Document Type


Publication Date

July 2013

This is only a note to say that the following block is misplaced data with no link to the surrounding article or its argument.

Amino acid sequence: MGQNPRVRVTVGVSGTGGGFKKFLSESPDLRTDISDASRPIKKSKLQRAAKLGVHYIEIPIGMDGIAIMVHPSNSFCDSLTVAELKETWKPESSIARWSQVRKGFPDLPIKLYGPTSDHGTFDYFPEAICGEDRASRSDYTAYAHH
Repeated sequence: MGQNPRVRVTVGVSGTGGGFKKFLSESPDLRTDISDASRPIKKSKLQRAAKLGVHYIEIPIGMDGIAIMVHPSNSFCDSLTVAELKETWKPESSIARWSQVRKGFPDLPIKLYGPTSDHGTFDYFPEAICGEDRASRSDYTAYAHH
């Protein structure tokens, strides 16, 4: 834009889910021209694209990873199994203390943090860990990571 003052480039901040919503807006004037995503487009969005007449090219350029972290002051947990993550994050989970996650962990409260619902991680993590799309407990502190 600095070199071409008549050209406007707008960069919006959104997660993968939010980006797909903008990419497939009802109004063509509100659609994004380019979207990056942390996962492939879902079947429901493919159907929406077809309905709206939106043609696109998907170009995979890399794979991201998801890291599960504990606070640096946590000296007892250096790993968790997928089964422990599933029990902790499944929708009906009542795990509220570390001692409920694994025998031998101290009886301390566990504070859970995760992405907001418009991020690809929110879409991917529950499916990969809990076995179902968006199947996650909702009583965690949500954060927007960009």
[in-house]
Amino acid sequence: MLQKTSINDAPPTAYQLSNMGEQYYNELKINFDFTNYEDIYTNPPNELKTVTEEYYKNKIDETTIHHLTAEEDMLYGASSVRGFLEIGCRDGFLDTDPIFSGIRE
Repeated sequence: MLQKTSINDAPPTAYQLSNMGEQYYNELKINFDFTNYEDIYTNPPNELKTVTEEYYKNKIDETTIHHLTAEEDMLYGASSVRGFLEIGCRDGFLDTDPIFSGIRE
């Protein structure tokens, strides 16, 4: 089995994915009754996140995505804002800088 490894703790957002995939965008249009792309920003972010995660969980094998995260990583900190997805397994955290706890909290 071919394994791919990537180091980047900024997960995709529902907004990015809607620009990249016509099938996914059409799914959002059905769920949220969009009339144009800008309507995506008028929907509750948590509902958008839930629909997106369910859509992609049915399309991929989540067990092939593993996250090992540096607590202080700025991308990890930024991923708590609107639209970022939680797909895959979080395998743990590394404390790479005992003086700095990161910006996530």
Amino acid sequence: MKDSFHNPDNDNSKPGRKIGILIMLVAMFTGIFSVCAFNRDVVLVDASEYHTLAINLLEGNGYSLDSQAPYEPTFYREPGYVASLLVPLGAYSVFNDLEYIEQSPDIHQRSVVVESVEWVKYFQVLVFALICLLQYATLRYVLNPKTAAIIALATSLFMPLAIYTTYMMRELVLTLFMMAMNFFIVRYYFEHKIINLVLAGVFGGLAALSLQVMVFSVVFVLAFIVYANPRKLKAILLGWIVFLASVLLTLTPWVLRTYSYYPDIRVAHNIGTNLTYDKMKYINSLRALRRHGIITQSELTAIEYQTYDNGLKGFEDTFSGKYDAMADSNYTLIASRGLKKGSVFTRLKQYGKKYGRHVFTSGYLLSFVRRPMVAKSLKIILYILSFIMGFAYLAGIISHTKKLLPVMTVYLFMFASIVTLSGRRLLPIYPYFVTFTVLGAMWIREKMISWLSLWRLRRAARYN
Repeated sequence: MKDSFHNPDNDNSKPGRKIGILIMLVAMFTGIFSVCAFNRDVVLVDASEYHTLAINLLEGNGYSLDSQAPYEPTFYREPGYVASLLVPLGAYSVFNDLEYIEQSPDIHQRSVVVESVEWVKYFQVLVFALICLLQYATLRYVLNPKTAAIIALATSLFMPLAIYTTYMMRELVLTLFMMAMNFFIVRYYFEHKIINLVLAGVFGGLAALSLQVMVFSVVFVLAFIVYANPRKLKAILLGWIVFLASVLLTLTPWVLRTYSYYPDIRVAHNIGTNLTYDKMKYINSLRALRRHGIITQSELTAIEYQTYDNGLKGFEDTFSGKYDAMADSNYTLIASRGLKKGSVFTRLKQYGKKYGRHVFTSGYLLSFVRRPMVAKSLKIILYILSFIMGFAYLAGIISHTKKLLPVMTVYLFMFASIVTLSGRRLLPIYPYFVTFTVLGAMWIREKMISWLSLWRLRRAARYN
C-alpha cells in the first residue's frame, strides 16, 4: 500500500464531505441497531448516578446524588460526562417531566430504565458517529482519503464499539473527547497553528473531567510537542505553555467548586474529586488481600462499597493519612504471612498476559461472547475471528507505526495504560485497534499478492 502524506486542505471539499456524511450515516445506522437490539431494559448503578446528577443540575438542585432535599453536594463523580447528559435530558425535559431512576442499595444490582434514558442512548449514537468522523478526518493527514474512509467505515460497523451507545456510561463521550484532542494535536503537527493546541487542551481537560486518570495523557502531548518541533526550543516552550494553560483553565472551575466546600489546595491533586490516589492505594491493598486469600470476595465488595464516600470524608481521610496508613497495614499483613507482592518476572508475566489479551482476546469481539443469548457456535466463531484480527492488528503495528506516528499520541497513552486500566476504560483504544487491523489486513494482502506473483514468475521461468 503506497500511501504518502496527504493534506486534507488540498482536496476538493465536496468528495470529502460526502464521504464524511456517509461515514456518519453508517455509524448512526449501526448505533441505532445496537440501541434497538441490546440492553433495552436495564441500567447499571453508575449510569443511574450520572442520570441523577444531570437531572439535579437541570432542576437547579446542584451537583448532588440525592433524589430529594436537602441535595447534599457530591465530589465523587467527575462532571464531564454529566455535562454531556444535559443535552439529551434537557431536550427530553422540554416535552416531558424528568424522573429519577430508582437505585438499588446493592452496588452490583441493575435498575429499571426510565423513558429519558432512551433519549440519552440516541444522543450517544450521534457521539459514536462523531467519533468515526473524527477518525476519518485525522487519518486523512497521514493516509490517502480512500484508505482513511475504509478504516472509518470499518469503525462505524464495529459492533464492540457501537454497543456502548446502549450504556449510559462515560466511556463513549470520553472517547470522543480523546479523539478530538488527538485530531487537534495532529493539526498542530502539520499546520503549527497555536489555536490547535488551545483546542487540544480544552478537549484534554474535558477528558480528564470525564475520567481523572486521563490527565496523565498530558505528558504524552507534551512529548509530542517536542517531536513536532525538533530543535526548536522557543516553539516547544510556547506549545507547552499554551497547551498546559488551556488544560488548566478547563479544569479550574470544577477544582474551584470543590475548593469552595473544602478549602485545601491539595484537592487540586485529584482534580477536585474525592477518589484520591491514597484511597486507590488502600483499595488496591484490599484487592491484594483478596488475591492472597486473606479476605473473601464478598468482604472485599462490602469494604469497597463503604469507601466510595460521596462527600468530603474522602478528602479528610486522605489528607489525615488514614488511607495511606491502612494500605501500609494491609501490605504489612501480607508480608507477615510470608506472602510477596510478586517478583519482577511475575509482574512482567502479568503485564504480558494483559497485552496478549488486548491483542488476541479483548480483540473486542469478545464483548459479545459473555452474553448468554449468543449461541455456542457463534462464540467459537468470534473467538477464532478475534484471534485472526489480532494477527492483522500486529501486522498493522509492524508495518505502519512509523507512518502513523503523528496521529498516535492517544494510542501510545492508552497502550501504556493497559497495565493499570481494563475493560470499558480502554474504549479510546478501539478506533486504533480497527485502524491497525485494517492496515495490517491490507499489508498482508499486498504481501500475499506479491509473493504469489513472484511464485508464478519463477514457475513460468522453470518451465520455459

The Federal Lanham Act provides that injunctive relief, the primary remedy in trademark cases, is to be granted in accordance with the principles of equity. Expressly included among such equitable principles are the defenses of acquiescence, laches, and estoppel. Naturally, these defenses have become commonplace in defending against claims of trademark infringement. In the absence of a statute of limitations courts rely on the doctrine of laches, for example, to determine when trademark infringement claims have become stale. Our informal study of the district in which this case arises shows that from 2005 to 2011, nearly two thirds of answers filed in trademark cases involved the laches defense.The circuit courts, however, are in conflict over the proper application of these defenses. Clear guidance is needed as to how the defenses should each be distinctly applied, when these defenses ought to bar injunctive relief, and the degree to which these defenses ought to be mitigated by the potential for public confusion. Meanwhile, uncertainty regarding these defenses creates obstacles to business, burdens the consuming public and the courts, and encourages forum shopping. The negative impacts of this uncertainty within trademark will only be resolved if the Supreme Court issues an opinion as to the proper legal test for each of these equitable defenses. This case presents an ideal vehicle to address this conflict and provide clarity in this important area of trademark law.